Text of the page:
What is the pathophysiology of smoke inhalation caused by red phosphorus?

Updated: Oct 15, 2021
  • Author: Keith A Lafferty, MD; Chief Editor: Joe Alcock, MD, MS  more...
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After World War II, RP smoke was developed in an attempt to avoid the toxicity associated with the manufacturing of white phosphorus. RP is 95% phosphorus in a 5% butyl rubber base and provides an adequate tank screen on the battlefield.

When RP is oxidized, it forms a mixture of phosphorous acids. When these acids are exposed to water vapor, they in turn form polyphosphoric acids, which may be responsible for the toxic injuries to the upper airways. Most of these injuries are mild irritations. No human deaths have been reported from exposure to either white phosphorus or RP smokes.

Most of the pathologic consequences associated with phosphorus are from elemental white phosphorus fumes or vapor. Contact with elemental phosphorus can cause burns to body surfaces.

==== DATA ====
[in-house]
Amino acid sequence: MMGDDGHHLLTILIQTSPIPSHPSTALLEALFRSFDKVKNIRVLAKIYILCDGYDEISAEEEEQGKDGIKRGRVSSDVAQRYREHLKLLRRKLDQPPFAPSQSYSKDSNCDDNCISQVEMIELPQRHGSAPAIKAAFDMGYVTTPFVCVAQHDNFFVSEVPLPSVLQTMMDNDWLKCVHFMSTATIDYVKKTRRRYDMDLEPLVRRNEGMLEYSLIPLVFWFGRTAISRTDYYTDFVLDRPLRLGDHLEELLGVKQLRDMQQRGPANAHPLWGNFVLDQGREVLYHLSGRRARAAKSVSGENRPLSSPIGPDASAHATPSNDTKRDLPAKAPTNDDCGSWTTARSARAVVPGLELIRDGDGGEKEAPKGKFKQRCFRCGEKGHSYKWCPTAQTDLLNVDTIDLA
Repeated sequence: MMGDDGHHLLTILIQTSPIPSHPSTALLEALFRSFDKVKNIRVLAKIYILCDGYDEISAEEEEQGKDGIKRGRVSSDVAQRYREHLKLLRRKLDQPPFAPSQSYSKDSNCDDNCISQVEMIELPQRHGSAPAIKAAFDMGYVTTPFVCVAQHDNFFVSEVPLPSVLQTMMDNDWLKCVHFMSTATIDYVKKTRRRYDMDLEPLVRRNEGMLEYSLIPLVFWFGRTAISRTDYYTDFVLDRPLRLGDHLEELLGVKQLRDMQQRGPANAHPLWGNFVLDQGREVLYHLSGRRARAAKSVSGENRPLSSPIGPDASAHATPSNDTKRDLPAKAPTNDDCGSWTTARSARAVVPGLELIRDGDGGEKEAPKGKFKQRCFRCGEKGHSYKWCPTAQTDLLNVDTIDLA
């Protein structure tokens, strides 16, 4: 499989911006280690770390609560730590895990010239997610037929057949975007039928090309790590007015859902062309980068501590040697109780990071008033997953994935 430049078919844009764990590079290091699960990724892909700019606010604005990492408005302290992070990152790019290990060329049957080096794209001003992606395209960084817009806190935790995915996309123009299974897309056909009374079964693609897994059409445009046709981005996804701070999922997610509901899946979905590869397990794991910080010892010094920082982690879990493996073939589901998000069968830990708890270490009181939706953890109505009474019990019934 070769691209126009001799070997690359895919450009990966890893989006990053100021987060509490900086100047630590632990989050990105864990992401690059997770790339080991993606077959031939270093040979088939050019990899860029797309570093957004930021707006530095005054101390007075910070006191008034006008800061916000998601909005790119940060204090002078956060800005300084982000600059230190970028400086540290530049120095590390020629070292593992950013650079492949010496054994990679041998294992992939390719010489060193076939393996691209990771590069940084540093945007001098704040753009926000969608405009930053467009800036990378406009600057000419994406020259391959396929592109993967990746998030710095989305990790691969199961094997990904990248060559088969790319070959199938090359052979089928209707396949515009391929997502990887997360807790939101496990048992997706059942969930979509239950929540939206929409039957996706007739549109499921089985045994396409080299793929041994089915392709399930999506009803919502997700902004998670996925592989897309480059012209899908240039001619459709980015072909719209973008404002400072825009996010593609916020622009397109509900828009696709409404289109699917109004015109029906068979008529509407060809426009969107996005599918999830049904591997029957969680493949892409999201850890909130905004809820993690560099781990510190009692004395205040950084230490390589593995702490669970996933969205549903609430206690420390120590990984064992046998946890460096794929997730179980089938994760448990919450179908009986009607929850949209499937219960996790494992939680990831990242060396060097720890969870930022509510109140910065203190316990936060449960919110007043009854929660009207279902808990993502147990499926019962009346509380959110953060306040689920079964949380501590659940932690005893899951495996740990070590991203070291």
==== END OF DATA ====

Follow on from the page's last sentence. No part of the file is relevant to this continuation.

A well-described condition termed phossy jaw is associated with longer-term occupational exposures to airborne phosphorus fumes. This disease is a degenerative condition affecting the entire oral cavity including soft tissue, teeth, and bones. Massive necrosis of teeth, bone, and soft tissue can lead to life-threatening infections. Treatment typically consists of soft tissue and bone debridement, abscess drainage, and reconstructive surgery.

White phosphorus and RP smokes may cause respiratory tract irritation after 2-15 minutes of exposure. This probably is caused by the polyphosphoric acids that react with moist mucosal membranes. Respiratory tract irritation has been observed at concentrations of 187 mg phosphorus pentoxide equivalents per cubic meter for 5 minutes or longer. Intense congestion, edema, and hemorrhages were observed in lung tissue following a 1-hour exposure at varying concentrations in studies using rats, mice, and goats.

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